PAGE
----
Data from the equipment were logged electronically and used to calculate the means and standard deviations of the gas flows and the microwave power. During each individual experiment the gas flows were run first, then the microwave power was engaged and the plasma was ignited. The reflected power was tuned to a minimum value by arranging the 3-stub tuner. The nanoparticles accumulated in the apparatus and were collected mechanically after the experiment by means of customised PTFE tools.

The surface area of the produced powder was measured with the BET (Brunauer, Emmett, and Teller) method in a QUADRASORB Sl (Quantachrome Instruments). The specific surface area σ (m2/g) gives the particle diameter d (nm) as dBET = 6000/(σ∙ρ), when we assume spherical and monodisperse particles with bulk density ρ (g/cm3). Additionally, X-ray diffractograms were measured on a STOE StadiP instrument with an image plate detector. From the line broadening of the reflection peaks the particle size can be calculated from the Scherrer equation under the assumption of a crystalline structure of the powder. For this purpose the software WinXPOW (STOE & Cie GmbH) and LaB6 as line-width standard was employed.

The dependence of the product properties on the machine parameters was investigated by means of a particular experimental design [20]. The parameters were varied in a systematic way within the margins of the possible range, see Table 1. Within the experiments several parameters were changed simultaneously. The design spans the maximum experimental parameter space and was computed with the aid of a commercial software program (SAS jmp). The measured properties of the product are regarded as a supposed linear response on these parameters. The microwave power was varied in total by a factor of 2.8, the Ar flow by a factor of 12.5, the H2 and Ar (core) flow by a factor of 9.0 and the TMS flow by a factor of 6.7. It can be argued that this range exceeds the linear regime of the response functions, but nevertheless an overview of the impact of the newly built system parameters was obtained by the applied method in an efficient way, which justifies the chosen screening method. Additionally, three centre point experiments were performed using the mean settings, in order to prove the repeatability of experiments. A summary of the value combinations used in the performed experiments can be found below in Table 2.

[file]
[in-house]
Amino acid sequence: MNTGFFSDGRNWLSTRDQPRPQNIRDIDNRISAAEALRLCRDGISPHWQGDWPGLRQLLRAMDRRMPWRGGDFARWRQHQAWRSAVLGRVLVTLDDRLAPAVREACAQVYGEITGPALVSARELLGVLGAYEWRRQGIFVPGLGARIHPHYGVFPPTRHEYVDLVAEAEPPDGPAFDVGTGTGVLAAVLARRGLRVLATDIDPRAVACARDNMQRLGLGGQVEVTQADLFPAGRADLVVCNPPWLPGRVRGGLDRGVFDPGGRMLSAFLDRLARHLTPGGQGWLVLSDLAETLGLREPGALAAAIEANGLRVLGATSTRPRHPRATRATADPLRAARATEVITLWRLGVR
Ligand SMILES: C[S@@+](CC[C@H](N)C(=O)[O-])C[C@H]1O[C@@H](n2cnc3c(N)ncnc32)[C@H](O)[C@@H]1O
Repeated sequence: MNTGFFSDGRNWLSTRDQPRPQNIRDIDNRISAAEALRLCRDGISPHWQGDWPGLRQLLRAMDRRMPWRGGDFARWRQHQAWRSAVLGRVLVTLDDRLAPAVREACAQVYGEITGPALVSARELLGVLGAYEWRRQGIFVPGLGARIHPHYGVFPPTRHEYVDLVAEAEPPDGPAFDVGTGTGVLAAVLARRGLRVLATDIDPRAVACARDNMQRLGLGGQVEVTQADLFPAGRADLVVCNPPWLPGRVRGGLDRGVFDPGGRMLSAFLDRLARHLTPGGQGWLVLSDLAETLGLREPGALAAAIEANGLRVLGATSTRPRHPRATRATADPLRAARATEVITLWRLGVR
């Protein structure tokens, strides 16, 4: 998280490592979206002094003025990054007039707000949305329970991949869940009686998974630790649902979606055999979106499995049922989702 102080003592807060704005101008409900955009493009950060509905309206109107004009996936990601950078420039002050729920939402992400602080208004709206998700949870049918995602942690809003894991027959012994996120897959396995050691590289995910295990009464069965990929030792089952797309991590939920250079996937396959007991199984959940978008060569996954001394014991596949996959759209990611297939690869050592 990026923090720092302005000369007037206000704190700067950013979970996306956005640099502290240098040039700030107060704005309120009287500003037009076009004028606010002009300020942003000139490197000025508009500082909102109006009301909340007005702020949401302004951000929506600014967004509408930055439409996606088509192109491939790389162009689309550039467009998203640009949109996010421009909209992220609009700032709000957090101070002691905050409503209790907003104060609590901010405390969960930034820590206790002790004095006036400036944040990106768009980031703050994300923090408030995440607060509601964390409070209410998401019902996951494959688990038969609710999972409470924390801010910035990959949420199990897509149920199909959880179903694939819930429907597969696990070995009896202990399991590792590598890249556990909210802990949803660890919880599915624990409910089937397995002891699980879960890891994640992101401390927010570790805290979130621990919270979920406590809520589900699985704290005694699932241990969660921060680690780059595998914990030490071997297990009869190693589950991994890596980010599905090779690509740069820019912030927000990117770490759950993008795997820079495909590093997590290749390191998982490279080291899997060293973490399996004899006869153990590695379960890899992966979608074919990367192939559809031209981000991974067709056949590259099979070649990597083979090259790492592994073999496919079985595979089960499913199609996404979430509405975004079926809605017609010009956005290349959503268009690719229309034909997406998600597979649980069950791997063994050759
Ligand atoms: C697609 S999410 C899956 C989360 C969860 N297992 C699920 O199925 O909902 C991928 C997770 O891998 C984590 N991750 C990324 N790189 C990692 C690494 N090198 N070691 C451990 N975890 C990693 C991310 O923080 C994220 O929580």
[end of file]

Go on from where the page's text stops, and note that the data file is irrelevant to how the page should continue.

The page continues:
Table 1: Summary of the experimental set points for the experimental design (design of experiment, DoE).

parameter unit centre point low high
microwave power [W] 1250 650 1800
Ar (sheath) [Ln/min] 55 10 125
H2 (core) [mLn/min] 250 50 450
Ar (core) [mLn/min] 300 50 450
TMS (core) [g/h] 5.75 1.5 10


The generation of charged gaseous species, which mark the plasma state, is usually performed by applying an electric field to a gas. Initially, ionised particles and free electrons in the gas (generated by natural sources or by a high voltage pulse to the system) will be accelerated in an electric field and ionise additional atoms or molecules by collision ionisation, creating a cascade of ionised species, which sustains the plasma. Ions in the plasma will be transported by ambipolar diffusion, which makes the electron temperature the most important factor for the ion diffusion in the plasma [21]. In turn the transport coefficient of these particles determines the growth kinetics of the nanoparticles. The majority of ions and hot electrons in our experiments were produced from the excited argon sheath gas.

By reacting the TMS precursor in the vapour phase with plasma-induced hot electrons, the rate-limited nucleation reaction step is accelerated and a significantly higher reaction rate is sustained at lower temperatures than is possible with thermal activation alone [9]. An important advantage of the plasma process for nanoparticle synthesis is that the electrons escaping from the plasma zone are attached to surfaces in contact with the plasma, causing a negative charge at the plasma boundary and a positive bulk plasma potential. A negative charge on the nanoparticle surface suppresses their agglomeration [9,21], making the plasma synthesis an ideal tool for nanoparticle formation.

In a gaseous plasma there exist several radical and ion species, which are formed by the decomposition of the feed gases [9,22]. The system will minimize its internal energy, if possible, by building molecules or clusters. Small particles of SiC as a thermodynamically stable compound will be formed in this experiment. In a first-order approximation the particles are spherical, and the vapour pressure of a curved surface pv is higher than that of a flat surface p. This is expressed by the Gibbs–Thompson law pv = p·exp(2σvm/(rRT)), with σ as the free surface energy, vm as the molar volume, R as the gas constant and T as the absolute temperature. Solving the equilibrium equation for the excess surface energy of a small particle on the one hand, and the heat of condensation on the other hand, gives an expression for the minimum diameter of stable particles. The critical diameter rcrit is given by


The minimum stable particle diameter increases directly with the reciprocal temperature 1/T and with the reciprocal difference between the logarithms of the vapour pressure of the decomposed precursor and that of the product 1/(ln pv − ln p).